Contributor, NYC-based parenting expert and Family Matters NY founder, Alice Kaltman shares her tips for helping our kids learn tolerance and kindness in an often unkind world.
We can teach kids what we believe is right, but we can’t always protect them from what’s wrong. That’s a sobering and scary fact especially these days. While our entire nation is reconsidering the power of intolerance in the wake of the recent election, this is an issue parents of children grapple with daily.
It can be hard for the pacifist parent to watch a son point a plastic gun or tree branch threateningly (albeit playfully) at a playmate. Equally cringe-inducing for the feminist parent to watch a daughter dress and re-dress her dolls and play ‘house’.
And what of the true gender-benders, the tutu-loving boy, or the sporty warrior girl? Parents of these role-defying youngsters must grapple with tolerance and acceptance on a whole other level. It can be even harder for parents of these trailblazers to go with the flow. It’s great to encourage a shy kid to be more social, or an aggressive kid to be gentler, but I get nervous when I see parents pushing their children to be what they just aren’t meant to be, especially in the areas of gender-specific play.
Wherever they land on the gender-specific spectrum, children don’t usually gravitate towards loved pursuits just to fit in. More often, they’re drawn by their innate natures. So when kids seek approval of parents or peers, their sense of identity gets blurry. And when they hide their true natures to avoid conflict or fit in, that’s downright sad.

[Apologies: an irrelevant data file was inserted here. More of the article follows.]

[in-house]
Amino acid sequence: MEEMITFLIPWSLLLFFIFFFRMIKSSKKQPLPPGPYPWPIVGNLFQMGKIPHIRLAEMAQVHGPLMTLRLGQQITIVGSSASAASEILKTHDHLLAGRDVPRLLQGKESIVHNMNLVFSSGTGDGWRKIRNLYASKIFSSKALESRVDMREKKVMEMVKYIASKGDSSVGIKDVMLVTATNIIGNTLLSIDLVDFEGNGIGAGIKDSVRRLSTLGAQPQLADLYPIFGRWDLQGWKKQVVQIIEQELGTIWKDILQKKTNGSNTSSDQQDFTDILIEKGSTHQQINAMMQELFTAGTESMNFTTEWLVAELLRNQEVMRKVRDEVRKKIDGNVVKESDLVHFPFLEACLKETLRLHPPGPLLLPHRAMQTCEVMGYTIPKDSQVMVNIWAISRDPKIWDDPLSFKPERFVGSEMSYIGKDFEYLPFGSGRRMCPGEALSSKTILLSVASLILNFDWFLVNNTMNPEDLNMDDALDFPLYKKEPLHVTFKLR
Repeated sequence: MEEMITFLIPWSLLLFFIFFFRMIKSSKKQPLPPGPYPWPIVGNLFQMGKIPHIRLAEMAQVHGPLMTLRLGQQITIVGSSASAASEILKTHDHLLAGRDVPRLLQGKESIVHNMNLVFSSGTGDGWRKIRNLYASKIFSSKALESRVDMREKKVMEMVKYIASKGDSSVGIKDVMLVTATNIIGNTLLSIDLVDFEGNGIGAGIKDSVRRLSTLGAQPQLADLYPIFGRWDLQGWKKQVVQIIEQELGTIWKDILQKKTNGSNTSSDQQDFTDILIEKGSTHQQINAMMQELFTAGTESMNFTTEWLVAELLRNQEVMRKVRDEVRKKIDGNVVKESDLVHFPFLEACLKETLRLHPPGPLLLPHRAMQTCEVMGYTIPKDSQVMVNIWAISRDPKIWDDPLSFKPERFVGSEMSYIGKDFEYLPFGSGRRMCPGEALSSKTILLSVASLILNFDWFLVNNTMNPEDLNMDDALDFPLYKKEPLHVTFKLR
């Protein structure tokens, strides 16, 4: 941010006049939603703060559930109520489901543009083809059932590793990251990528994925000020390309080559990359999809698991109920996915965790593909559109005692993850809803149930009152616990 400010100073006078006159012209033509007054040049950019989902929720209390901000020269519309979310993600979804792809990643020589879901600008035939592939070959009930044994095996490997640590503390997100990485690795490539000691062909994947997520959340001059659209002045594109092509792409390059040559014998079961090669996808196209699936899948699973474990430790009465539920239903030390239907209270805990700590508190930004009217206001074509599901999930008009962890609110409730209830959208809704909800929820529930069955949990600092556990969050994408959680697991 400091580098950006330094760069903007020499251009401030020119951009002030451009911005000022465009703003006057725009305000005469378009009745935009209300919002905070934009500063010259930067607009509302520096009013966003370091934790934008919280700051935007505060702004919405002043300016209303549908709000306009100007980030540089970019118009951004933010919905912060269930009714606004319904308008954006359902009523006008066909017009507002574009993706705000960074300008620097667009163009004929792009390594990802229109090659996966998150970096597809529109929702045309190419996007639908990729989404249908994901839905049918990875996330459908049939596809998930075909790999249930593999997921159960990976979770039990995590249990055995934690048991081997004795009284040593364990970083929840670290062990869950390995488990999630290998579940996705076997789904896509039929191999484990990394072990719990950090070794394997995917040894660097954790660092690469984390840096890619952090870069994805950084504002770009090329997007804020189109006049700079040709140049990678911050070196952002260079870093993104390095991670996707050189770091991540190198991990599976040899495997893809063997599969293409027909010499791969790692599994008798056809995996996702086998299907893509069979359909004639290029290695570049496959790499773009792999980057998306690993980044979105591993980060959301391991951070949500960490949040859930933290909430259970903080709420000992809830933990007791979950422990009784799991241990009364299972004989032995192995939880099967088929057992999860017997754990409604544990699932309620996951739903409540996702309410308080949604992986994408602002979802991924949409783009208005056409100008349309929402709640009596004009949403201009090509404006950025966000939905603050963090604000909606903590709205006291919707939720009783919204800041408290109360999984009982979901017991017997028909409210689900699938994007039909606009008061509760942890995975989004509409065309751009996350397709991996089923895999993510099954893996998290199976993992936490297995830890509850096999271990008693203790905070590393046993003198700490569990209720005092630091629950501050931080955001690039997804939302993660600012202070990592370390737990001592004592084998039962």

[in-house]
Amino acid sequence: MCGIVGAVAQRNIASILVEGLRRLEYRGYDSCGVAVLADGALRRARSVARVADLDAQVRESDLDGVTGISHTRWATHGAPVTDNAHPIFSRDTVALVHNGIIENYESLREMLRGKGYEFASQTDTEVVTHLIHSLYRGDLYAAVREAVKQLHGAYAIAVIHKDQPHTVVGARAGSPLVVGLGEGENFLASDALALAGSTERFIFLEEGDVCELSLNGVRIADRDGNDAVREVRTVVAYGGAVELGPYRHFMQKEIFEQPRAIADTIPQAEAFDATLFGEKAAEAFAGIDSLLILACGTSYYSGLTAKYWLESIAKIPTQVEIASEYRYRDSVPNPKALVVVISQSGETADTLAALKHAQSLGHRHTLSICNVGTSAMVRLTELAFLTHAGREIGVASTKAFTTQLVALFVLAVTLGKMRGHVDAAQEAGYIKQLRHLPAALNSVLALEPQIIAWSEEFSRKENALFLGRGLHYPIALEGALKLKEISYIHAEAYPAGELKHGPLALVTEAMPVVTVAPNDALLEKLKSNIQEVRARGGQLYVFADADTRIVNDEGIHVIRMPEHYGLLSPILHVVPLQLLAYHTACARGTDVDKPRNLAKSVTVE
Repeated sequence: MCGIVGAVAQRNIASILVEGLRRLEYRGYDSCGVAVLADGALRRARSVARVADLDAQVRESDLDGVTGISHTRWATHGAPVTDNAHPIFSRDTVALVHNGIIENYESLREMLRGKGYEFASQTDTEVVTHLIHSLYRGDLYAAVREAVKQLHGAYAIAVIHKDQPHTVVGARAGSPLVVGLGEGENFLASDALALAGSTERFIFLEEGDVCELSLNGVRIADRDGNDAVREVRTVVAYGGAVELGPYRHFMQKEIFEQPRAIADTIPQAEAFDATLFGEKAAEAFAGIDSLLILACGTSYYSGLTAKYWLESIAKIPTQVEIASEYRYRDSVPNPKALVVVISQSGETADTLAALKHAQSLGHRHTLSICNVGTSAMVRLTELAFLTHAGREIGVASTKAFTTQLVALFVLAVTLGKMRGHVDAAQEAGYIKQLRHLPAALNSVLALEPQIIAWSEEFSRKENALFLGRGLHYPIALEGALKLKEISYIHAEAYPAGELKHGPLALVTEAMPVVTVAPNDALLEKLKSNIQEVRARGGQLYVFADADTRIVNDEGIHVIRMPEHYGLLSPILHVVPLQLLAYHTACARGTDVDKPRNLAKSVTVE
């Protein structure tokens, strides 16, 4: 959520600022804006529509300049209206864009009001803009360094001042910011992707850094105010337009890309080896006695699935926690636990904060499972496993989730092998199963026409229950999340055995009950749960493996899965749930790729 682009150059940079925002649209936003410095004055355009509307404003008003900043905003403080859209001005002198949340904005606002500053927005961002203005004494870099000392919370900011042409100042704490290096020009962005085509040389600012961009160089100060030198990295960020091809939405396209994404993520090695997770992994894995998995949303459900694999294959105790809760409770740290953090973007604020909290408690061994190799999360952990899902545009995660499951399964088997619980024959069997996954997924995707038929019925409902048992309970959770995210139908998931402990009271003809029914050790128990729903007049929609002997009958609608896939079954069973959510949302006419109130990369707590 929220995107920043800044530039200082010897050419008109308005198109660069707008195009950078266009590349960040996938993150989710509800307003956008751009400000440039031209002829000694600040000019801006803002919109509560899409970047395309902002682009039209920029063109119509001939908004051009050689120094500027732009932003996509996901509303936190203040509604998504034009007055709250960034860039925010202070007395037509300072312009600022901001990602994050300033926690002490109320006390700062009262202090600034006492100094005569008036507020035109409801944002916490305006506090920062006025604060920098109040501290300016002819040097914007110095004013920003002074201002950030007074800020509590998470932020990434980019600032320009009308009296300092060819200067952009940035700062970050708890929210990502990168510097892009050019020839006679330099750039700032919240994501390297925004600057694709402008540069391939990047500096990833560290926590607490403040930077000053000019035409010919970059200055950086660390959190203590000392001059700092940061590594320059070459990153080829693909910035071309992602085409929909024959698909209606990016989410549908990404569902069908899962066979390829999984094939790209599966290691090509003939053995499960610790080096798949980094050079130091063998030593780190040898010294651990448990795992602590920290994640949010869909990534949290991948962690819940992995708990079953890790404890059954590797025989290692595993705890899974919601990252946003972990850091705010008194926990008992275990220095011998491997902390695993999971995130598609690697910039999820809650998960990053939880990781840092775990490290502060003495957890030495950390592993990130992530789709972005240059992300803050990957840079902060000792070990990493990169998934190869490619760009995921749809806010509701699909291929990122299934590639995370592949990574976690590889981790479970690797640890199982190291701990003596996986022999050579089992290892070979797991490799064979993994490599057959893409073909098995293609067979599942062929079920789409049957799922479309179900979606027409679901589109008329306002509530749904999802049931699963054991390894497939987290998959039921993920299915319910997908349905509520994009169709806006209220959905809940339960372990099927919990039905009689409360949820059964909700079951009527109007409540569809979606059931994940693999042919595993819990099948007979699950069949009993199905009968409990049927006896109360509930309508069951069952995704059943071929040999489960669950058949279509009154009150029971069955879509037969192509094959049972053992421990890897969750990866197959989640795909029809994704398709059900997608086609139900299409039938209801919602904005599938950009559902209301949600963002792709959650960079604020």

Playtime is when children work out who they are and what they care about. Mattias may prefer ballet to basketball. Olivia may prefer her bike to Barbie. Zeke wants to play the harp, not the bass guitar; Sara aspires to be the next Hilary Duff, not Hilary Clinton. Parents have to accept that sometimes their kids may not be the kids they expected them to be.
But while temperaments are genetically pre-determined, social skills can be learned. The greatest lesson to teach kids is that different isn’t bad, it’s just different. Forcing a boy who loves ballet to play basketball instead is wrong, but teaching that boy to appreciate his friend’s love of ball sports is brilliant. Insisting a tree-climbing girl wear a dress is just plain stupid, but allowing her to diss her younger sister’s love of frills is even worse.
Kids might be aggressive; they may have destructive urges, but there should be no place for cruelty or intolerance. Sometimes it’s hard for a parent to distinguish that difference during playtime. We have to pay close attention and listen to the language kids are using. We have to notice when a tussle is turning into a true fight, recognize when a kid playing alone has been ostracized and hasn’t elected to be solo. Often we miss the cues, or aren’t even present when the damage is being done. What we can hope, is that we’ve taught our kids to advocate for themselves and to be cheerleaders for diversity and fair play.
It’s every parent’s perogative to impart their own values to their children. I hope they can have calm and informative discussions with their kids about why they believe what they believe, especially in those times when parents’ choices rub their kids the wrong way. Or visa versa.
We can’t change what our children want to play with, but we can influence the way they choose to play. Whatever lifestyle choices parents make for their families, I hope those choices are guided by compassion, tolerance, and a huge capacity for difference of opinion: at home first, and ultimately everywhere else our children go.
Alice Kaltman, LCSW has been working with parents and kids since 1988. In 2006, she co-founded Family Matters NY with Sara Zaslow, LMSW. Family Matters is a parenting coaching service for Brooklyn and Manhattan families, providing support through home and office visits. Alice lives in Boerum Hill, Brooklyn with her teen-age daughter and husband, the sculptor Daniel Wiener. She also writes fiction for kids, and dances professionally in her spare (?) time. Write to Alice at firstname.lastname@example.org.